Dateline: 15 August 2007
As the news from Iraq worsens, panic starts to set in.
A major paper conducts a poll which shows a dramatic shift of opinion. The shift is so big that the paper doesn’t publish the results and commissions a new poll instead. When the new poll confirms the results they publish, but bury the story on an inside page and describe the shift as “modest”.
Meanwhile a leading politician publicly worries about what General Petraeus may say in his report in September. If the report is as bad as he fears “it could be a real big problem”.
What is this bad news that a major newspaper fears so much that it buries it? What is the bad news that a House leader fears could be such a problem? It seems the surge is working. It is early to draw any conclusions. Violence in Iraq varies by season for reasons of both religion and climate. But we can firmly say this: those who declared the surge a failure before the additional troops even arrived were more than a little premature.
The poll was commissioned by the New York Times. It seems retrospective support for the March 2003 intervention in Iraq rose from 35% to 42% - that’s a rise of one fifth. Opposition to the policy remains very high: falling from 61% to 51% - a fall of one sixth. Plainly it still means the war is unpopular, but the movements are more than just modest. If, for example, one in six current readers of the New York Times abandoned the paper over a period of eight weeks, the editor might regard the bad news as more than just modest. If Hillary Clinton’s polling numbers, or Barack Obama’s, rose by a fifth in two months it would be front-page news – and I am betting that the poll would not have needed checking.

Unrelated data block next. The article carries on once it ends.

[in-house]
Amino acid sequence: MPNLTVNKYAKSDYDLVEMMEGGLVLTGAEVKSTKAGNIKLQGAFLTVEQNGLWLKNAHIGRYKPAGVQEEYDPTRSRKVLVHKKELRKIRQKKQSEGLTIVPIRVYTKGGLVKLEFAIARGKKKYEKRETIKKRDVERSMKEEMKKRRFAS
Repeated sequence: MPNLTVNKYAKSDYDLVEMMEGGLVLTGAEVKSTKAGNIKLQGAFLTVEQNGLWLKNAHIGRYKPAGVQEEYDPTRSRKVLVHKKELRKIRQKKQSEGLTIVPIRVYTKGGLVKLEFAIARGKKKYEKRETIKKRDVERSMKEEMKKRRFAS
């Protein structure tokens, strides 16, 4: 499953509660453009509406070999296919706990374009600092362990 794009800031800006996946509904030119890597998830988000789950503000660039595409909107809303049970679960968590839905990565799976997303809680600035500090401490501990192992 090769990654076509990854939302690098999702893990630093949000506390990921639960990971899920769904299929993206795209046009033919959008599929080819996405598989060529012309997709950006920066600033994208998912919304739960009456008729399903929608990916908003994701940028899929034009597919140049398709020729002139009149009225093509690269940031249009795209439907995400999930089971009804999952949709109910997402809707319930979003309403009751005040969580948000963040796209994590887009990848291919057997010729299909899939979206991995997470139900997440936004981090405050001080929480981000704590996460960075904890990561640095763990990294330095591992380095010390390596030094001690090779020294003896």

So, what happened? Are these shifts within the margin of error? Almost. It is possible that the previous figure of 35% was actually anywhere from 32% to 38%. The July figure of 42% could have been anything from 39% to 45%. But the first figure was consistent with a series of polls the Times has been conducting regularly and the second figure they checked. So it looks as though the shift was real.
But if public opinion is shifting, and in the opposite direction to the one the Times would prefer, why might that be? Well, the paper, to its credit, recently published an account of the military situation in Iraq by two critics of the administration who conceded that, militarily, things are going quite well. They report that the morale of the American military is high and that the Coalition is close to crippling al Qaeda in its Anbar stronghold.
This is what has House Majority Whip Jim Clyburn starting to panic. What if General Petraeus reports that the surge is working? It had previously been assumed, by all sides, that his September report would be mixed. At that point Democrats in Congress could declare the policy a failure and cut off all support to the troops. But now it looks as though he might report significant progress. It becomes hard to abandon a strategy in the face of such a report. Clyburn fears that Democrats might be split down the middle, as they were in 2003, while Republicans remain united.
America wins, but Democrats look divided. That’s what Clyburn considers “a real big problem”.
Quentin Langley is editor of http://www.quentinlangley.net an academic at the University of Cardiff and is a columnist with Campaigns & Elections. This article was first published in the Common Sense series for Lake Champlain Weekly.